Records of 793,794 employees eligible to participate in 647 defined contribution pension plans are studied. About 71% of them choose to participate in the plans, and of the participants, 12% choose to contribute the maximum allowed, $10,500. The main findings are (other things equal) (i) participation rates, contributions and (most remarkably) savings rates increase with compensation; on average, a $10,000 increase in compensation is associated with a 3.7% higher participation probability and $900 higher contribution; (ii) women's participation probability is 6.5% higher than men's and they contribute almost $500 more than men; (iii) participation probabilities are similar for employees covered and not covered by DB plans, but those covered by DB plans contribute more to the DC plans; (iv) the availability of a match by the employer increases employees' participation and contributions; the effect is strongest for low-income employees; (v) participation rates, especially among low-income employees, are higher when company stock is an investable fund.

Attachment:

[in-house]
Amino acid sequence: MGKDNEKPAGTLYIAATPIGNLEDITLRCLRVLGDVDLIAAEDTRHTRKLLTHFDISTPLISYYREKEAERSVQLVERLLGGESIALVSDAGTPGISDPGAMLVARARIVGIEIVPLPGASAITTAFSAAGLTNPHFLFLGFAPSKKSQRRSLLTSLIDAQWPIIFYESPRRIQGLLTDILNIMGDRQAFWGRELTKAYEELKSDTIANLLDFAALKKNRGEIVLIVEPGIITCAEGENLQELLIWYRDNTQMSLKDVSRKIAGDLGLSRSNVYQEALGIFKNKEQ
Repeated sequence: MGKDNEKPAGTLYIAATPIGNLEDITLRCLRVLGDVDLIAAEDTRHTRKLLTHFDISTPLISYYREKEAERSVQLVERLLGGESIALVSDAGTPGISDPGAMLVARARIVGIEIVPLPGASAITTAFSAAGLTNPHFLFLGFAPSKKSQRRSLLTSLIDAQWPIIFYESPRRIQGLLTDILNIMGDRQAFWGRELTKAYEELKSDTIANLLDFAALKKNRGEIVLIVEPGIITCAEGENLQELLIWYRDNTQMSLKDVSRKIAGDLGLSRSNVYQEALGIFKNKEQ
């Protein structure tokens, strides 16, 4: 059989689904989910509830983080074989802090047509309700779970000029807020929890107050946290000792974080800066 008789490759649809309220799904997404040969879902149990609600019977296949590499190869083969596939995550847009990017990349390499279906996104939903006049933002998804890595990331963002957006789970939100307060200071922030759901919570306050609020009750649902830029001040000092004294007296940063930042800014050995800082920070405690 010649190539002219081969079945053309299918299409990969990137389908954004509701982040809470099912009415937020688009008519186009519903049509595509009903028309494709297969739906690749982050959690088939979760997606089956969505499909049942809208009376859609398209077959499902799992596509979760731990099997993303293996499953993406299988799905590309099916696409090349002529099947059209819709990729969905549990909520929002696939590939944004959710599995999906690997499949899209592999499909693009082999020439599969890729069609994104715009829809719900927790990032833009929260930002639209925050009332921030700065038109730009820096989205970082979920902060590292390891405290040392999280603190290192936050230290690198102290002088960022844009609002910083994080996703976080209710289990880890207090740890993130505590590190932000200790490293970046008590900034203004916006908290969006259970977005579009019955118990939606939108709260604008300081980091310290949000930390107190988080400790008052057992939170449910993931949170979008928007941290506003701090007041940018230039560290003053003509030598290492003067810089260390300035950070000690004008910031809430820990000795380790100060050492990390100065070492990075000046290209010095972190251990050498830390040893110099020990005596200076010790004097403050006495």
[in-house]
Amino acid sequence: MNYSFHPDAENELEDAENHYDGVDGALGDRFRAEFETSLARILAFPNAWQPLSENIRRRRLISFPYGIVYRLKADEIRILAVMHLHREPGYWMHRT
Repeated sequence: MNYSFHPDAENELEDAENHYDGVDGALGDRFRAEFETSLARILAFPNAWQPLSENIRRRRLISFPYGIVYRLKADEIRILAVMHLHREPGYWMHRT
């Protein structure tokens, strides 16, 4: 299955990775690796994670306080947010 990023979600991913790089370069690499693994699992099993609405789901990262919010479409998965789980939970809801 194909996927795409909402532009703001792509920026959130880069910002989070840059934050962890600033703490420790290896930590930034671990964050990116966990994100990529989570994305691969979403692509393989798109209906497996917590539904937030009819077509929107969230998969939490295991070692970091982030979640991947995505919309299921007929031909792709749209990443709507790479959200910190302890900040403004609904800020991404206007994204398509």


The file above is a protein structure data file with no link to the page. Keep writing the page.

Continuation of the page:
Huberman, Gur, Sheena Iyengar, and Wei Jiang. "Defined Contribution Pension Plans: Determinants of Participation and Contribution Rates." Journal of Financial Services Research 31, no. 1 (2007): 1-32.
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